In 2006, the company I worked for lost a huge contract, and all of their case managers were out of work. I had an offer to do the same job at another company, but the working conditions were not a good fit. My biggest priority at the time was to be available for my family. I know a lot of people don't have that luxury, so I was grateful that I didn't have to jump into a new job that wasn't a good fit.

I did a lot of research in that period. When I think back, I realize I was being my own personal career coach, working through everything I knew about career management to find the work situation that was right for me.

As I mentioned, my biggest priority was to work in a way that allowed me flexibility to be available for my family. I finally realized that self employment was probably the only way I'd find that level of flexibility. At the same time, I found a helpful company that would provide me with reliable online business building mentoring.

That's how I decided to build a business around sharing what I know about career planning and job searching on my own website.

Fast Forward to 2014

Since starting this site, I have had a second child, who is about to start school full time, and I have two websites (CraftProfessional.com is my other site). I've been able to spend my days working on my sites, while also being available for my family.

I make my income from Google ads that you'll see throughout the site, as well as partnerships with a few companies that provide a commission when my readers buy their products.

I've also written two books, which I'm very proud of, that together earn a steady income. They are The Resume Writing Guide, and Job Search Mistakes Exposed. You'll find them both on Amazon.

Self Employment For Struggling Job Seekers

I'm grateful I found SiteSell, the company that taught me how to build an online business, way back in 2006, and I've often thought that building an online business would have been a good answer to a lot of my clients' career struggles.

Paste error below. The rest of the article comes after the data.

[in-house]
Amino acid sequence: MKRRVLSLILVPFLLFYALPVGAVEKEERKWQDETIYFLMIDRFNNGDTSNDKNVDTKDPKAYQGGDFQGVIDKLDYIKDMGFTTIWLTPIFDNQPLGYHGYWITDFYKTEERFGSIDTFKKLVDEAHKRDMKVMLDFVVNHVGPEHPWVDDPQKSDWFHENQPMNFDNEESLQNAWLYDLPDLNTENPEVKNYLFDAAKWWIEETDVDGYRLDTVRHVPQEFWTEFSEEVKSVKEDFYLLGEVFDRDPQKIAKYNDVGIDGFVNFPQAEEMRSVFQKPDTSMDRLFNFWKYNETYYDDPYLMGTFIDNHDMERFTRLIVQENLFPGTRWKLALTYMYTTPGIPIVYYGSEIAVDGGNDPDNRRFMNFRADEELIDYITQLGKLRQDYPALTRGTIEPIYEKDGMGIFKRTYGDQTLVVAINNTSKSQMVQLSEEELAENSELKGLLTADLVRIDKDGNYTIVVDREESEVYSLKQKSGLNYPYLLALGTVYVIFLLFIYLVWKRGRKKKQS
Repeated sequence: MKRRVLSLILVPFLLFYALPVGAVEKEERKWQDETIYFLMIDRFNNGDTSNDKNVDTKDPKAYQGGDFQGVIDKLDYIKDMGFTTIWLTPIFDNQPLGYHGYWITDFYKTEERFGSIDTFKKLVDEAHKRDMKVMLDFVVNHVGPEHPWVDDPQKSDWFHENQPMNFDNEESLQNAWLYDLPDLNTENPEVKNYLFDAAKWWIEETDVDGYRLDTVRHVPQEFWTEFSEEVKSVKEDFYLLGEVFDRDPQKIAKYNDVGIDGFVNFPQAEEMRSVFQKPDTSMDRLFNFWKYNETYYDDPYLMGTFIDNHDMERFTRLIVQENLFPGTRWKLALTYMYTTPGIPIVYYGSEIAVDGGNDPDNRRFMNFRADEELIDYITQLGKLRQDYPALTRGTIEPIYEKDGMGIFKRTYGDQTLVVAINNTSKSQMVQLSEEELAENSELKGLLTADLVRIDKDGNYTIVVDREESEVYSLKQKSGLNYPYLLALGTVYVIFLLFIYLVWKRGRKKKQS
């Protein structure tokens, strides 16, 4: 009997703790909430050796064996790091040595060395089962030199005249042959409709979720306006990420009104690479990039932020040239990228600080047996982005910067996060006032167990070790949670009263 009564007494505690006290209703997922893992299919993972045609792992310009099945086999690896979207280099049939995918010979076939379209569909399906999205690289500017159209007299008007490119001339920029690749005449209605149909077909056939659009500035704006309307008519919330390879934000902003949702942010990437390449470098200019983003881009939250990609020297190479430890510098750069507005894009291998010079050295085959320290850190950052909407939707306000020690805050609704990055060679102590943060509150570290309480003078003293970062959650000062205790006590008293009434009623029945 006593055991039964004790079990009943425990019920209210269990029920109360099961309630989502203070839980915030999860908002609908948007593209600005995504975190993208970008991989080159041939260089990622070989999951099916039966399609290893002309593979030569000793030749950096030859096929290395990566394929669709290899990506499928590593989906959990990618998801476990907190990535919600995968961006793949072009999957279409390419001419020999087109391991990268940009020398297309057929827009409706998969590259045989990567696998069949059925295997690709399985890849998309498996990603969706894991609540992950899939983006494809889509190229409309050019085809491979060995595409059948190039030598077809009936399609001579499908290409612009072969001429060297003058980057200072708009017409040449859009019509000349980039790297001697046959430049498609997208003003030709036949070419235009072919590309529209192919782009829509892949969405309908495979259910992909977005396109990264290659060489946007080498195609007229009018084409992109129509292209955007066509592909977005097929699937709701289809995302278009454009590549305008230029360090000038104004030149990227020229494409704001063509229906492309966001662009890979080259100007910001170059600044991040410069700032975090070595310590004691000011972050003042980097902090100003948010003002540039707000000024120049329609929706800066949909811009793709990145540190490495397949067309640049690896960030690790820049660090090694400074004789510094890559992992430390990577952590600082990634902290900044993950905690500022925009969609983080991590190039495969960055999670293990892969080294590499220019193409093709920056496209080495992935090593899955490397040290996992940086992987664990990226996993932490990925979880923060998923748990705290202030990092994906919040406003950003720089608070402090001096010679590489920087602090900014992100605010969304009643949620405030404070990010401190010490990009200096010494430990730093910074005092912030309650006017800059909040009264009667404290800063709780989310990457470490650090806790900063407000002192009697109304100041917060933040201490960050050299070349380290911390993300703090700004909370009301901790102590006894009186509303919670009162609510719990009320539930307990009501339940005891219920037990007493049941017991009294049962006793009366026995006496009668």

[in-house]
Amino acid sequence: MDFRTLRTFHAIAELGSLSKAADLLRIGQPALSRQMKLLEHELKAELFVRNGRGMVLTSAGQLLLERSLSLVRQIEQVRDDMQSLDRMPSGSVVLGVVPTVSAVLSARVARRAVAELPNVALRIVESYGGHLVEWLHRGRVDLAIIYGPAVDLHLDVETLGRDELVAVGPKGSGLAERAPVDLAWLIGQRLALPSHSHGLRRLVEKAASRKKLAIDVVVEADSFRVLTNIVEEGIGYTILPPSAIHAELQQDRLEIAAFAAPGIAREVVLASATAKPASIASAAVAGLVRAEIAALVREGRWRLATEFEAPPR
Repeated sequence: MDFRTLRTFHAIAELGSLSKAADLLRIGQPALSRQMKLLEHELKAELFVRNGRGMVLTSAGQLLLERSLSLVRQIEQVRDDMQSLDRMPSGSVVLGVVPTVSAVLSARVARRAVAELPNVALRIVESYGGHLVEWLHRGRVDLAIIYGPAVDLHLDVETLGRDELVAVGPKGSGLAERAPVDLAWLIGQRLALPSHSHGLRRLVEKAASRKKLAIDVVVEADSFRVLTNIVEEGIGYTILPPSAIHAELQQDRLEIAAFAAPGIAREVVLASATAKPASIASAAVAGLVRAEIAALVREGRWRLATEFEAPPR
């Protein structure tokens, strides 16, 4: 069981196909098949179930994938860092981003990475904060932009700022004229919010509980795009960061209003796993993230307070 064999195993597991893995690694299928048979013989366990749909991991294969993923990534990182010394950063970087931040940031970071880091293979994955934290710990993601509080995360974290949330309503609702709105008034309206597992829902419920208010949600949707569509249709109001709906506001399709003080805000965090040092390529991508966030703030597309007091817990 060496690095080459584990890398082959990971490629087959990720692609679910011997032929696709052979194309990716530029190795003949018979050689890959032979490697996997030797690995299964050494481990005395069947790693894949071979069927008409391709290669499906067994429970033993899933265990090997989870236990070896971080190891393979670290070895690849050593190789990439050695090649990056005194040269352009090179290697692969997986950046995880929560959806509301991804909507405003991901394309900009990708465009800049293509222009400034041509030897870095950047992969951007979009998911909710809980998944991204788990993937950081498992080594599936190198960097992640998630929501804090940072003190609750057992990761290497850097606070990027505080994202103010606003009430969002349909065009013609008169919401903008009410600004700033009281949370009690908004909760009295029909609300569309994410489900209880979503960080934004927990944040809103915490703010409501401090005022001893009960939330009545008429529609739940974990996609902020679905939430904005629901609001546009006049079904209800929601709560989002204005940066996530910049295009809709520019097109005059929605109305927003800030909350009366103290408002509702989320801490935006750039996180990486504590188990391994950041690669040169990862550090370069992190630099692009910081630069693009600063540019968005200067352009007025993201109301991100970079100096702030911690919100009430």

Getting started online is pretty low-risk in terms of money invested compared to many other types of businesses.

It's not for everyone. It does require a lot of self-discipline, and it takes a while to establish a site to make an income. My sites didn't provide immediate income for me, but over time, they got to a point where they did provide enough income that I don't have to go back to a full time office job now that my kids are both in school full time.

Self employment is often an option chosen by people who find that the traditional world of work isn't a great fit for them. Maybe, like me, they can't find work that fits with their family priorities, or maybe they struggle to find employment because of some barrier like age discrimination, or lack of recent experience.

Whatever the reason, people who are self employed are often people who have decided if they can't find a job that fits, then they'll create one for themselves.

If you think building an online business might be right for you, but you don't know where to start, I can't recommend SiteSell highly enough. You can read about the types of online businesses people have built here.

The Future of CareerChoiceGuide

Now that my kids are older and don't need me quite so much, I have a lot more time to invest in my business. It's a good thing I love what I do, because I plan to spend a lot more time at it over the next few years.